UC Irvine Journal of International, Transnational, and Comparative Law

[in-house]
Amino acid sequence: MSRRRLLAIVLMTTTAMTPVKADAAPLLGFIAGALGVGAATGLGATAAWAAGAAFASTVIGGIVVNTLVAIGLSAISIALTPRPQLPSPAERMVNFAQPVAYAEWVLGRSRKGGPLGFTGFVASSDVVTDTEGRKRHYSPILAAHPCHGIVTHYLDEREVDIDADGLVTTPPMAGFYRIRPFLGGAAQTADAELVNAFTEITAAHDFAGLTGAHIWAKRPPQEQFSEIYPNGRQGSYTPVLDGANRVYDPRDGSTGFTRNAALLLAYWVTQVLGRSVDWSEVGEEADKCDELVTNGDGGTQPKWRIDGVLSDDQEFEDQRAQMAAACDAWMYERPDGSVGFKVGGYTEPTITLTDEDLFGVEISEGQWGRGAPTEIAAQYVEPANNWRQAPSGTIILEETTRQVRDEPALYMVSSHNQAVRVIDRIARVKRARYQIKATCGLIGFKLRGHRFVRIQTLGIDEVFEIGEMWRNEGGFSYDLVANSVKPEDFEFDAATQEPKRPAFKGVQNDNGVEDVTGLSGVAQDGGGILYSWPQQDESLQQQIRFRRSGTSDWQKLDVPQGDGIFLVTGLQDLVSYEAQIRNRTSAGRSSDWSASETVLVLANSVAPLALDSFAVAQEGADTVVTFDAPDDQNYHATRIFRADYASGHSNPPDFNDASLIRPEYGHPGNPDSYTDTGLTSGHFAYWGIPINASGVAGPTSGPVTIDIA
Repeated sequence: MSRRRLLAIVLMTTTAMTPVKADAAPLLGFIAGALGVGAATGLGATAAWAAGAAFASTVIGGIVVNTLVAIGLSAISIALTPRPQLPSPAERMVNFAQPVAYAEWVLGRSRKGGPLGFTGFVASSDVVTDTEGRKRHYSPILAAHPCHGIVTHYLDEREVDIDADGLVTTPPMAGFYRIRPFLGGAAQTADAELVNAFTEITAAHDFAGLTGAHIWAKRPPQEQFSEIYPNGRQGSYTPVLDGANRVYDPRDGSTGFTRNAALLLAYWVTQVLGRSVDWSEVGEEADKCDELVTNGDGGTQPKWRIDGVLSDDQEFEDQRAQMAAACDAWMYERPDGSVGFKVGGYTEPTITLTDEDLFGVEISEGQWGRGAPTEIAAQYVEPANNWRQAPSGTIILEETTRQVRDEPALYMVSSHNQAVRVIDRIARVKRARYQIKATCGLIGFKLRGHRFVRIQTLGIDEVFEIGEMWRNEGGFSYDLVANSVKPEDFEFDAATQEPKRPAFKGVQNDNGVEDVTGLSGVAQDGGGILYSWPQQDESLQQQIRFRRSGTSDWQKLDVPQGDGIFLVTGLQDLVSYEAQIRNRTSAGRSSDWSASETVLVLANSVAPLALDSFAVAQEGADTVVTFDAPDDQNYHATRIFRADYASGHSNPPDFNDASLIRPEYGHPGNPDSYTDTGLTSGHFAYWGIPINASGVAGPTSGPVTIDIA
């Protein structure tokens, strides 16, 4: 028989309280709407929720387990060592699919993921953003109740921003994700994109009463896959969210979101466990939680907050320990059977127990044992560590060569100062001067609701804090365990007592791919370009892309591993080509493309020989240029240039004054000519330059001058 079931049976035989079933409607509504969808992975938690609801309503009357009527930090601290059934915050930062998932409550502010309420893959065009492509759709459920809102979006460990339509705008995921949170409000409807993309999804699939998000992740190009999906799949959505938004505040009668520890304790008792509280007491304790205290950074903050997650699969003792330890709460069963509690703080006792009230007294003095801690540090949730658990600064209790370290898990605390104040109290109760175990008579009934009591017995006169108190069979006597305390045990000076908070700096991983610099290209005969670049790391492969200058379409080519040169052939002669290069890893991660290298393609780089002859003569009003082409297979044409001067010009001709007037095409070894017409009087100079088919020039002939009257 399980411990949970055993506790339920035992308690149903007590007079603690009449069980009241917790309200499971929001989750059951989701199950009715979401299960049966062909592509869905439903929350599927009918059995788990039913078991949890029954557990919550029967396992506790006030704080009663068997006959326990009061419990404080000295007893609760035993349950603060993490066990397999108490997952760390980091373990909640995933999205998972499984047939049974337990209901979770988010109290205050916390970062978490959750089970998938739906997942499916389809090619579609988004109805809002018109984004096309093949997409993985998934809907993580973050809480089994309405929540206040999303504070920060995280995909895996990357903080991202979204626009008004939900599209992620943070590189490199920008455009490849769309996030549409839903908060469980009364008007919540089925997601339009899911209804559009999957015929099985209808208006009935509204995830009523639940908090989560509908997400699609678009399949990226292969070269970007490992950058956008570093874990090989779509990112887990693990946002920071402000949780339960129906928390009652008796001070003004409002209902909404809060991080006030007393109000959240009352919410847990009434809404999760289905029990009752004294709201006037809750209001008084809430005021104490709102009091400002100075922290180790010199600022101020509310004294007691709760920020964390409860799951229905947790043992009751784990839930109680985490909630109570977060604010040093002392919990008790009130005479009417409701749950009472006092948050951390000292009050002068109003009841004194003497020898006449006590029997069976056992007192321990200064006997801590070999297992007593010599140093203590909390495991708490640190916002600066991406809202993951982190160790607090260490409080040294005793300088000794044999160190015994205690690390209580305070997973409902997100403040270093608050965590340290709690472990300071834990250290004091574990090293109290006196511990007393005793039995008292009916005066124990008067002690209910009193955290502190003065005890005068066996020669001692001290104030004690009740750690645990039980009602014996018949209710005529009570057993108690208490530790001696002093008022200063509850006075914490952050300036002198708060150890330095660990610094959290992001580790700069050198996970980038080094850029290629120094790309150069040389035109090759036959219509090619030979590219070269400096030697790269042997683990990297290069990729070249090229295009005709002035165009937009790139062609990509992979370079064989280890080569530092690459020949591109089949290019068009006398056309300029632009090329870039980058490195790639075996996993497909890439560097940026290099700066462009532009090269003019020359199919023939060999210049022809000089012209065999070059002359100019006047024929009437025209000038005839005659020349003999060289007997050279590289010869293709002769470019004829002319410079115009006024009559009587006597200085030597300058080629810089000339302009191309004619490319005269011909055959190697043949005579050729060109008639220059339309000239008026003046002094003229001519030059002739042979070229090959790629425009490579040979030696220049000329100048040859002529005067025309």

This article applies discursive analysis of the UN Human Rights Council debate after the killing of George Floyd in June 2020. It assesses state members’ speeches delivered during the UN session convened in June 2020, as well as the ensuing landmark report by the UN Human Commissioner for Human Rights on police violence and racism released one year later, in June 2021. Through its analysis of the current global debate on police violence against black people at the United Nations, it shows how racialized violence is and is not considered in international law. The underlying task is to unmask whiteness-coping mechanisms used in international law when issues of racism arise, as well as to light fire on the disruptive nature of black movements’ engagement with the UN to dismantle racism in a structural manner. This article is particularly interested in international law as legal imaginations shared, colliding, and contested in multiple fora, among them the United Nations. Using this case study of the debate on racism and police violence at the United Nations in 2020, the article examines how different views of racism and international human rights law come into play on the global stage of the United Nations. It thereby highlights what those differing views reveal about international law in relation to racism.